Australian authorities say that the nearly 2,000 Afghan asylum seekers in the country may no longer qualify for political asylum, now that there is a new government in Afghanistan. The government has decided to suspend processing asylum requests from Afghans.
Australian Immigration Minister Philip Ruddock defended the decision to stop processing asylum requests by Afghan illegal immigrants. Mr. Ruddock told ABC Radio that fear of persecution by the Taleban is no longer a reason for seeking refugee status. "One suspects that if people's claims were simply, as they've been put, a fear of the Taleban, a young man concerned about being conscripted, and if that's the nature of the fear, well that fear is no longer founded," he said.
With the Taleban no longer in power in Afghanistan, Mr. Ruddock insisted the government is right to delay processing asylum applications while it gathers information about the situation. Mr. Ruddock said his government will now concentrate on the process of repatriating Afghans back home.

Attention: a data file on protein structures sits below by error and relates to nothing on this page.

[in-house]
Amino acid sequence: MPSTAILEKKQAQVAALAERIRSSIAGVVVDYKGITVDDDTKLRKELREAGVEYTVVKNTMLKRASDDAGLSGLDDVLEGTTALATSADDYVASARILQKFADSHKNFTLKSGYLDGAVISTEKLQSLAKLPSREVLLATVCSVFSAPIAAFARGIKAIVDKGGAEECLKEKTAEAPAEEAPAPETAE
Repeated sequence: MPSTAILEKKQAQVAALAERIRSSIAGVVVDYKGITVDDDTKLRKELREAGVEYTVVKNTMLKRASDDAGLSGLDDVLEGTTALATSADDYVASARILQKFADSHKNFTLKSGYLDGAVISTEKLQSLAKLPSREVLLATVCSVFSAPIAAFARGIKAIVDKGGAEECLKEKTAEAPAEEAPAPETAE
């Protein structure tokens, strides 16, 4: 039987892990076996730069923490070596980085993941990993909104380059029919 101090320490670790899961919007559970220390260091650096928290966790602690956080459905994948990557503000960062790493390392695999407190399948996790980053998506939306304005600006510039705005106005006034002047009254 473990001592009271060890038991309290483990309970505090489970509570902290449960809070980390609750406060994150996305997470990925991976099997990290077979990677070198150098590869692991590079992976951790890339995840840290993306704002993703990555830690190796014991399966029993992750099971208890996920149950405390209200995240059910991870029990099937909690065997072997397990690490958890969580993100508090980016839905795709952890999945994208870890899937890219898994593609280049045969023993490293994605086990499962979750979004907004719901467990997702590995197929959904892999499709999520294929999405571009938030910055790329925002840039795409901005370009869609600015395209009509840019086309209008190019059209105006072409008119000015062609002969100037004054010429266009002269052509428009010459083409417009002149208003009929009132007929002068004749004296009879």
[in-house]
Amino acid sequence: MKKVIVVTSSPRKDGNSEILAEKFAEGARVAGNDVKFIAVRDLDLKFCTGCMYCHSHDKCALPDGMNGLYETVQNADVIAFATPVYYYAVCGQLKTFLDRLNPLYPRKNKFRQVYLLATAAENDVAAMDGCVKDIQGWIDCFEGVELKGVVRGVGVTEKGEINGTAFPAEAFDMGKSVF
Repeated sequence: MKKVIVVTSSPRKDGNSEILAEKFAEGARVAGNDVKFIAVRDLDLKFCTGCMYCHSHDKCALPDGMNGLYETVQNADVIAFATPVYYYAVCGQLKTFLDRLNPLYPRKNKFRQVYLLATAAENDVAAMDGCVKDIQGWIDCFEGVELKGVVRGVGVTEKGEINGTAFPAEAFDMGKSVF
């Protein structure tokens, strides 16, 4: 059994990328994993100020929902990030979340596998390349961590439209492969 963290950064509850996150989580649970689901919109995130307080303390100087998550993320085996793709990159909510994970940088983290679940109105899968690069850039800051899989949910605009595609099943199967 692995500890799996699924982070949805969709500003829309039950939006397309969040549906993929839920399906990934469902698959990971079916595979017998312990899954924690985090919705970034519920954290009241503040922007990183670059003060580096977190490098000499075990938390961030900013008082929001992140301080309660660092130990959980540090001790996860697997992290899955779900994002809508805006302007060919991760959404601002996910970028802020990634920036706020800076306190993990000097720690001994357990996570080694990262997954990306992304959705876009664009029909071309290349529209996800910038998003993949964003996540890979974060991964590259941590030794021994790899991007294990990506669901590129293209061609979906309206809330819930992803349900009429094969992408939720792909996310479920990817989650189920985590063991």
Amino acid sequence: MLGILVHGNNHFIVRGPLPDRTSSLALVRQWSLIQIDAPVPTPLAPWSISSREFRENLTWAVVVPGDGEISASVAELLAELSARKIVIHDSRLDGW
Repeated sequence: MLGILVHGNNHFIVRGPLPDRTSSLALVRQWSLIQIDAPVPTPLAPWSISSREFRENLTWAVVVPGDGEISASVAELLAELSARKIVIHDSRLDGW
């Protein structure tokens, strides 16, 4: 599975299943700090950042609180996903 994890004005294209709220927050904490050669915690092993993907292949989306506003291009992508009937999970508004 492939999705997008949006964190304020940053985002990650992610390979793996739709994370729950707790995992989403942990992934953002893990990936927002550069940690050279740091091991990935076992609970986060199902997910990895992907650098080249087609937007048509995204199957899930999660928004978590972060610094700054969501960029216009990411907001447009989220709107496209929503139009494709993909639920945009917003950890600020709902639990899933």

But the United Nations High Commissioner for Refugees, or UNHCR, has asked countries to continue to process asylum claims while it evaluates the situation in war-torn Afghanistan.
Refugee advocates also say that Afghanistan is too unstable for people to return and that thousands are facing starvation as winter begins.
Australia has gained international attention for toughening its policies on illegal immigration in the last year, in the face of a growing number of asylum seekers from the Middle East and South Asia trying to reach Australian shores.